What is it about?
The federal government allowed unprecedented regulatory flexibilities to access medication for opioid use disorder (MOUD) for two reasons: 1)To assure treatment access and 2) Reduce COVID exposure while accessing treatment. We found that despite federal intent, providers did not really change treatment behaviors and when they did, they were not sustained. Patients also reported being placed at risk for COVID exposure through required daily clinic visits even when they were stable. No one experienced the federally allowed multiday dosing of 14 or 28 days for unstable or stable patients respectively.
Photo by Naeem shahrizadegan on Unsplash
Why is it important?
This is the first study of this kind conducted by people who have lived/living drug use and treatment experience. It is also one of few studies, for the exception of a national study, that demonstrated that providers generally did not implement treatment changes and patients did not (as a result) experience them. This study was also directed by a statewide, transdisciplinary group of MOUD providers, patients, harm reduction organizations, people with lived/living drug use experience and university researchers.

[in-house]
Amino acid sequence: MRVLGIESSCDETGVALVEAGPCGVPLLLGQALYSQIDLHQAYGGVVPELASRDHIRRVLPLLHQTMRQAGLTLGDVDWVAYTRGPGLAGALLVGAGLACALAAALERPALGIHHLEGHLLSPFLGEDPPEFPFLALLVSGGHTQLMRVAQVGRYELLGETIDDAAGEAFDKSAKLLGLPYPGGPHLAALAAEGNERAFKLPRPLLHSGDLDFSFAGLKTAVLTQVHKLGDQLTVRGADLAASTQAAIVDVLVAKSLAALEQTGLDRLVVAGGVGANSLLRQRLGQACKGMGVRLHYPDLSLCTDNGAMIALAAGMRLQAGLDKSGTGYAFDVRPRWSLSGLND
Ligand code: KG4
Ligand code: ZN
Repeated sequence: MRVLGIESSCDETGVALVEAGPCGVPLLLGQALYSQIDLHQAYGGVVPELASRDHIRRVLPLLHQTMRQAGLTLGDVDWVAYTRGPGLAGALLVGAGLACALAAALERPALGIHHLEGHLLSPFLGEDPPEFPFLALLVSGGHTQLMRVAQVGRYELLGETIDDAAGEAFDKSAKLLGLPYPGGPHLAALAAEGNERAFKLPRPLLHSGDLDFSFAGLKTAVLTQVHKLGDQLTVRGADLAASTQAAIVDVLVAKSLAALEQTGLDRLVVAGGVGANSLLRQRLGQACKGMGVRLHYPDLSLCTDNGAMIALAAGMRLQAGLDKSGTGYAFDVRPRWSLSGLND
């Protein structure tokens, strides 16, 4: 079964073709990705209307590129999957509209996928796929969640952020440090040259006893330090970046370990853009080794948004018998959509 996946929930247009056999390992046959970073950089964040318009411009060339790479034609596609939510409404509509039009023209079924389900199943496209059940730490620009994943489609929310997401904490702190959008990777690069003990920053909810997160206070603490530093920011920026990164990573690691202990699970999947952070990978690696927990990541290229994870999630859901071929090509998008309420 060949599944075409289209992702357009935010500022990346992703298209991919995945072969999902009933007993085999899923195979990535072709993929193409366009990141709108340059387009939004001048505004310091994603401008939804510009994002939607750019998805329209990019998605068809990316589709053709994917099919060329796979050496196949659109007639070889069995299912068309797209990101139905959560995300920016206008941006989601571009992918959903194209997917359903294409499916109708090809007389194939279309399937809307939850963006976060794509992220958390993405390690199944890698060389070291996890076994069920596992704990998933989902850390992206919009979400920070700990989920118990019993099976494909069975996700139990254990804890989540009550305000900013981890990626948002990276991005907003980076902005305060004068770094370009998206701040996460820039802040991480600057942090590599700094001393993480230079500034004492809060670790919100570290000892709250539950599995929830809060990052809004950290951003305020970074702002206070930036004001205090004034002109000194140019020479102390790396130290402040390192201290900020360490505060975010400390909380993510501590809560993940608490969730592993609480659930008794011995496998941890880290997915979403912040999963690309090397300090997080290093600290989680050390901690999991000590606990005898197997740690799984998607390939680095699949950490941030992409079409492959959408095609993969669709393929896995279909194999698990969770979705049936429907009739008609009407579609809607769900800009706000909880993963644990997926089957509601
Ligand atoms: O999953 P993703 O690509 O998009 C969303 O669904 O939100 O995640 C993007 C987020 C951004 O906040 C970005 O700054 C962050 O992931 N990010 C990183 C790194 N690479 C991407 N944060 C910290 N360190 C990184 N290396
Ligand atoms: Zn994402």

Read the Original
This page is a summary of: Nothing really changed: Arizona patient experience of methadone and buprenorphine access during COVID, PLoS ONE, October 2022, PLOS, DOI: 10.1371/journal.pone.0274094.
You can read the full text:
The following have contributed to this page